Portland State University. Department of World Languages and Literatures
Patricia J. Wetzel
Date of Award
Master of Arts (M.A.) in Japanese
World Languages and Literatures
1 online resource (viii, 131 pages)
Grammar, Comparative and general -- Benefactive constructions, Japanese language -- Study and teaching -- English speakers
This study explores how JFL learners take a benefactive stance in Japanese. As Jaffe (2009) observes, stance-taking "plays a complex role with respect to the naturalization of social and linguistic ideologies and the social structures they legitimate." The way in which language is used to take a stance always concerns the social context in which a speaker finds her/himself. In Japanese, benefactive verbs (kureru, ageru, morau and their honorific and humble equivalents) are indispensable stance indicators for showing gratitude or indebtedness. Such expressions do not really exist in English and their grammar is complex. It is assumed that JFL learners will struggle with taking a benefactive stance using those expressions. In order to analyze JFL learners' stance-taking, data were collected from narrative interviews with ten JFL learners who are currently in 300- and 400-level university courses. In order to explore how learners attempt to show stance-reflecting benefaction, they were asked questions that aimed to elicit a speaker's feelings of gratitude. Some examples of such questions are, "Who do you appreciate the most in your life?" or "Who is the most generous person you know?"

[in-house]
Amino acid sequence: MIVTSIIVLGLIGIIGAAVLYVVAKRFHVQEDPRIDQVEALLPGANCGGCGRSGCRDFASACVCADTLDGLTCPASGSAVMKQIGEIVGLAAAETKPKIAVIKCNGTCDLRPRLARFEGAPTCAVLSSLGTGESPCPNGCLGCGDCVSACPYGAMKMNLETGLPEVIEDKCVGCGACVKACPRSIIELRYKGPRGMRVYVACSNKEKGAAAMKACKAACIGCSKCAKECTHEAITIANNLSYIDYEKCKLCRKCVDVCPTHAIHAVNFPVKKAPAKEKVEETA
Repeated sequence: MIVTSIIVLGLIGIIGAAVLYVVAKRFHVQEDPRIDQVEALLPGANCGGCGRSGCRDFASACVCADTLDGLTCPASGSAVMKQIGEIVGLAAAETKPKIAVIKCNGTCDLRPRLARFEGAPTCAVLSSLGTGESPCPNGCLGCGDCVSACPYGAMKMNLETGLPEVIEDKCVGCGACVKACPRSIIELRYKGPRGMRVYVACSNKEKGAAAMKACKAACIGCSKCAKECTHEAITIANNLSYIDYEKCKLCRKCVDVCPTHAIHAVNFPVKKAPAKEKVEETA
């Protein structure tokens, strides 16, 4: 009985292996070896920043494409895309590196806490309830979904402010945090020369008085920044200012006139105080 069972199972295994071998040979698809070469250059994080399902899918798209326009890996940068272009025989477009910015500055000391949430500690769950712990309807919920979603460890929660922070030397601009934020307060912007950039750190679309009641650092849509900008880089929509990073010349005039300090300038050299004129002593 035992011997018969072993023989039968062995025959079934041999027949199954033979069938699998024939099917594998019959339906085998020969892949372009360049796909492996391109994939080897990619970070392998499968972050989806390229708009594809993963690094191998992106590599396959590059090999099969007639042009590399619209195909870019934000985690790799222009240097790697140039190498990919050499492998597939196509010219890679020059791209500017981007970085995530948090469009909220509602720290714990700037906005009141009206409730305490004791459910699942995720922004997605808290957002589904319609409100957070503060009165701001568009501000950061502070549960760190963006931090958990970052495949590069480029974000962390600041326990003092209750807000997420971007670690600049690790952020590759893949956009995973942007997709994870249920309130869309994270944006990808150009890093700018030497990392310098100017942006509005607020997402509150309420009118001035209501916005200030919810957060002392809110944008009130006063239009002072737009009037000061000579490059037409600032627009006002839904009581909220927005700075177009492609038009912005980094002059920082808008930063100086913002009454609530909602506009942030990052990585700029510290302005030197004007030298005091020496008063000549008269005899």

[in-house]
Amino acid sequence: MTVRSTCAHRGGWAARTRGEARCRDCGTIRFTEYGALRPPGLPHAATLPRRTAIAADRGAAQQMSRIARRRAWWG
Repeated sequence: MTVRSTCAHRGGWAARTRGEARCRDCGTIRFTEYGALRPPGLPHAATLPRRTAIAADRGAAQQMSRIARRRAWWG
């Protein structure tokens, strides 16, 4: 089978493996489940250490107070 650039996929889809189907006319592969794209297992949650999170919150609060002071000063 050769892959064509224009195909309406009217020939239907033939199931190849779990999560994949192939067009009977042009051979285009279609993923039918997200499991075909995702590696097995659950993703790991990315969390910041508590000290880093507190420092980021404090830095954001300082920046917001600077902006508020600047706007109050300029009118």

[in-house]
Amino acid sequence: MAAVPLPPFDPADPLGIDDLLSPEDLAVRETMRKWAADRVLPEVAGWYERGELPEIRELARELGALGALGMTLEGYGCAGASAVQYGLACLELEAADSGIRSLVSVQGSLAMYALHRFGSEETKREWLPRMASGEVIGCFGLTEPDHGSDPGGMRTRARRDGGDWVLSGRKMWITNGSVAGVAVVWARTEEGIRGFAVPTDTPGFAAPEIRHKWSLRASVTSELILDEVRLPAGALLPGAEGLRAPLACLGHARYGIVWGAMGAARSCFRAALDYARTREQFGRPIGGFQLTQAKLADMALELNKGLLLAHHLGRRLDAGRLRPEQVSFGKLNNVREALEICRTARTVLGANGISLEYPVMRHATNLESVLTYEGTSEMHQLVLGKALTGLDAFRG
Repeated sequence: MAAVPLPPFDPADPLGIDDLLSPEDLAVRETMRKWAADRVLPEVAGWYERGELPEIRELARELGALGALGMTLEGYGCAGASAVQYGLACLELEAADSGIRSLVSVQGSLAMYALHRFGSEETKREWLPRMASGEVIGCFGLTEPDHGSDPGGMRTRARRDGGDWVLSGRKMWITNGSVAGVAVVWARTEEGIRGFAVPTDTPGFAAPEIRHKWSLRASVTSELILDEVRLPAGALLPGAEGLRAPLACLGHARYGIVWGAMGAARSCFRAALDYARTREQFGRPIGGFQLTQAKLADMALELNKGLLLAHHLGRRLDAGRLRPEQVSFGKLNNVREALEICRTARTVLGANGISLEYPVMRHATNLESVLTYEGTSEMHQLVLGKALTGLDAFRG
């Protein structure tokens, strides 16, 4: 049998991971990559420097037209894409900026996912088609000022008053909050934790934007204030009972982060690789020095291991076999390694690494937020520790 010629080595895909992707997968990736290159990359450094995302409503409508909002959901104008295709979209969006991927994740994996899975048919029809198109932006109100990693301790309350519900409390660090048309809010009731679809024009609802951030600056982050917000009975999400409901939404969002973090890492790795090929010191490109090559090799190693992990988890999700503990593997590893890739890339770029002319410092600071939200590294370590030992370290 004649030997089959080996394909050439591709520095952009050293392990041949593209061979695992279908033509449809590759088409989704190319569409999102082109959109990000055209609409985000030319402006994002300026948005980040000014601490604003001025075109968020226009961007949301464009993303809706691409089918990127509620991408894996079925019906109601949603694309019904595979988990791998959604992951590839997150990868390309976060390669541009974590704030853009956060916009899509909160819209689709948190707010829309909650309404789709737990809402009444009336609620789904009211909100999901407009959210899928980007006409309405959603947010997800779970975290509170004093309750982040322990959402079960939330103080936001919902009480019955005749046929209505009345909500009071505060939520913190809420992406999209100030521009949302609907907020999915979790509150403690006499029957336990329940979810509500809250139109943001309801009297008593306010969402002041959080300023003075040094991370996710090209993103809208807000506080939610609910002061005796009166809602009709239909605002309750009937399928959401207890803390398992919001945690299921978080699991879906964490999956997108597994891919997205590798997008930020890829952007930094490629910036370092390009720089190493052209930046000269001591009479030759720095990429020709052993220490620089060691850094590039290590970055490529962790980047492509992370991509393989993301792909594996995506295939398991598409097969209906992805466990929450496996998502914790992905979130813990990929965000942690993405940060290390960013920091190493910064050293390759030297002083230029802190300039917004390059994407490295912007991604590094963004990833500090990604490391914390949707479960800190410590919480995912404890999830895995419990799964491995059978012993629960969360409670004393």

The data show that (1) learners do use (or attempt to use) benefactive verbs to indicate stance, (2) they also fail to use benefactive verbs in contexts where they are called for, and (3) they misuse benefactive verbs, e.g., using ageru instead of kureru. Furthermore, it revealed that learners tend to show stance using evaluation such as adjectives, adverbs, or ritual expressions that show appreciation but they fail to utilize benefactive verbs. This failure to project a benefactive stance can lead to miscommunication and/or misunderstanding between learners and Japanese speakers. I offer possible ways to promote learners' awareness of the benefaction in Japanese culture.
Takizawa, Kumiko, "Stance-taking: JFL Learners and Benefactive Verbs" (2018). Dissertations and Theses. Paper 4481.